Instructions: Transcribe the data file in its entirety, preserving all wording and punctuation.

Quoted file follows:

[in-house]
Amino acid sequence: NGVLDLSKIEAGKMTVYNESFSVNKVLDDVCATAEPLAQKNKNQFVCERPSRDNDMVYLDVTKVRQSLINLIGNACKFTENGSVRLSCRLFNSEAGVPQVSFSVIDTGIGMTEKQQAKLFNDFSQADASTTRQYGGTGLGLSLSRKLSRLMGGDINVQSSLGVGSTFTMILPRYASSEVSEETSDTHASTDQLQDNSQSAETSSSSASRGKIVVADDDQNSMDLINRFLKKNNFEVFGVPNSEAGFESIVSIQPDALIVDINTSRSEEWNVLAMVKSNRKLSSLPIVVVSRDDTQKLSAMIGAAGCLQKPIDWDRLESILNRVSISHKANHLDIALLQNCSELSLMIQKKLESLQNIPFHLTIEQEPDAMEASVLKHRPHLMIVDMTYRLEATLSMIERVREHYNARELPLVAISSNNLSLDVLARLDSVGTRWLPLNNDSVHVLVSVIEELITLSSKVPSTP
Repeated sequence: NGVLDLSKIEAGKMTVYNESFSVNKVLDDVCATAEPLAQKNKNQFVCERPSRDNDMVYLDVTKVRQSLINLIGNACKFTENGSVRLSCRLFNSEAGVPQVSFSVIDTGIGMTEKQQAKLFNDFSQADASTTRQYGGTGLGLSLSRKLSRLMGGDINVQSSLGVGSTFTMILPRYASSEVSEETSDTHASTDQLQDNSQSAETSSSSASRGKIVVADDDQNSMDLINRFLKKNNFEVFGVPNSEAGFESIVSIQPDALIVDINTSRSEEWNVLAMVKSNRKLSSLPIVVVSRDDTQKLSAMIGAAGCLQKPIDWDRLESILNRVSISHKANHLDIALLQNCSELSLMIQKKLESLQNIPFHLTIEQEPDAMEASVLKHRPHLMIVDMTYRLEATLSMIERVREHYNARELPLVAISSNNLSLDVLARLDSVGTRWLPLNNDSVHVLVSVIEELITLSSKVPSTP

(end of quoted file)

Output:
[in-house]
Amino acid sequence: NGVLDLSKIEAGKMTVYNESFSVNKVLDDVCATAEPLAQKNKNQFVCERPSRDNDMVYLDVTKVRQSLINLIGNACKFTENGSVRLSCRLFNSEAGVPQVSFSVIDTGIGMTEKQQAKLFNDFSQADASTTRQYGGTGLGLSLSRKLSRLMGGDINVQSSLGVGSTFTMILPRYASSEVSEETSDTHASTDQLQDNSQSAETSSSSASRGKIVVADDDQNSMDLINRFLKKNNFEVFGVPNSEAGFESIVSIQPDALIVDINTSRSEEWNVLAMVKSNRKLSSLPIVVVSRDDTQKLSAMIGAAGCLQKPIDWDRLESILNRVSISHKANHLDIALLQNCSELSLMIQKKLESLQNIPFHLTIEQEPDAMEASVLKHRPHLMIVDMTYRLEATLSMIERVREHYNARELPLVAISSNNLSLDVLARLDSVGTRWLPLNNDSVHVLVSVIEELITLSSKVPSTP
Repeated sequence: NGVLDLSKIEAGKMTVYNESFSVNKVLDDVCATAEPLAQKNKNQFVCERPSRDNDMVYLDVTKVRQSLINLIGNACKFTENGSVRLSCRLFNSEAGVPQVSFSVIDTGIGMTEKQQAKLFNDFSQADASTTRQYGGTGLGLSLSRKLSRLMGGDINVQSSLGVGSTFTMILPRYASSEVSEETSDTHASTDQLQDNSQSAETSSSSASRGKIVVADDDQNSMDLINRFLKKNNFEVFGVPNSEAGFESIVSIQPDALIVDINTSRSEEWNVLAMVKSNRKLSSLPIVVVSRDDTQKLSAMIGAAGCLQKPIDWDRLESILNRVSISHKANHLDIALLQNCSELSLMIQKKLESLQNIPFHLTIEQEPDAMEASVLKHRPHLMIVDMTYRLEATLSMIERVREHYNARELPLVAISSNNLSLDVLARLDSVGTRWLPLNNDSVHVLVSVIEELITLSSKVPSTP